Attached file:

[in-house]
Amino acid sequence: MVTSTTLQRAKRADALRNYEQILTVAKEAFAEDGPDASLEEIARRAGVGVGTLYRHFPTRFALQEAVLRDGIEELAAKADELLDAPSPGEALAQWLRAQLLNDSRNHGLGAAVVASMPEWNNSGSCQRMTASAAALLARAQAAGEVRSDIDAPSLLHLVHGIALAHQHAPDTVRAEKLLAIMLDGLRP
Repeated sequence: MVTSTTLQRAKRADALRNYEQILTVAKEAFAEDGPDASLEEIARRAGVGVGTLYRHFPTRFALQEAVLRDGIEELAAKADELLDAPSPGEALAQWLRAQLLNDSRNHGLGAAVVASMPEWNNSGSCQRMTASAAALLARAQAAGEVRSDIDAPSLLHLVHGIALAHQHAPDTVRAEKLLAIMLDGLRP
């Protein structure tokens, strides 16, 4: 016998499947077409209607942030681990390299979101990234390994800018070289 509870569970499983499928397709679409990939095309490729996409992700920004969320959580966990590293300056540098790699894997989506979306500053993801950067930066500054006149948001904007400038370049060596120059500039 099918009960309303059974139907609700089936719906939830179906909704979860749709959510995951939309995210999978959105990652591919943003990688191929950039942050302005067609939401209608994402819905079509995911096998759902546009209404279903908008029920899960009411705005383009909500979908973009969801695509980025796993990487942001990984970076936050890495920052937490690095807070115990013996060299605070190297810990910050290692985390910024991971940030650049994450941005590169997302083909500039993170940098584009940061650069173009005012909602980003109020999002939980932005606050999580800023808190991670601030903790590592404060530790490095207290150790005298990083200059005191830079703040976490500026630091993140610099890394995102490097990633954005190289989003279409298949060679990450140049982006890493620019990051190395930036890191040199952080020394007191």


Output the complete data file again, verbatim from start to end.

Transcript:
[in-house]
Amino acid sequence: MVTSTTLQRAKRADALRNYEQILTVAKEAFAEDGPDASLEEIARRAGVGVGTLYRHFPTRFALQEAVLRDGIEELAAKADELLDAPSPGEALAQWLRAQLLNDSRNHGLGAAVVASMPEWNNSGSCQRMTASAAALLARAQAAGEVRSDIDAPSLLHLVHGIALAHQHAPDTVRAEKLLAIMLDGLRP
Repeated sequence: MVTSTTLQRAKRADALRNYEQILTVAKEAFAEDGPDASLEEIARRAGVGVGTLYRHFPTRFALQEAVLRDGIEELAAKADELLDAPSPGEALAQWLRAQLLNDSRNHGLGAAVVASMPEWNNSGSCQRMTASAAALLARAQAAGEVRSDIDAPSLLHLVHGIALAHQHAPDTVRAEKLLAIMLDGLRP
């Protein structure tokens, strides 16, 4: 016998499947077409209607942030681990390299979101990234390994800018070289 509870569970499983499928397709679409990939095309490729996409992700920004969320959580966990590293300056540098790699894997989506979306500053993801950067930066500054006149948001904007400038370049060596120059500039 099918009960309303059974139907609700089936719906939830179906909704979860749709959510995951939309995210999978959105990652591919943003990688191929950039942050302005067609939401209608994402819905079509995911096998759902546009209404279903908008029920899960009411705005383009909500979908973009969801695509980025796993990487942001990984970076936050890495920052937490690095807070115990013996060299605070190297810990910050290692985390910024991971940030650049994450941005590169997302083909500039993170940098584009940061650069173009005012909602980003109020999002939980932005606050999580800023808190991670601030903790590592404060530790490095207290150790005298990083200059005191830079703040976490500026630091993140610099890394995102490097990633954005190289989003279409298949060679990450140049982006890493620019990051190395930036890191040199952080020394007191």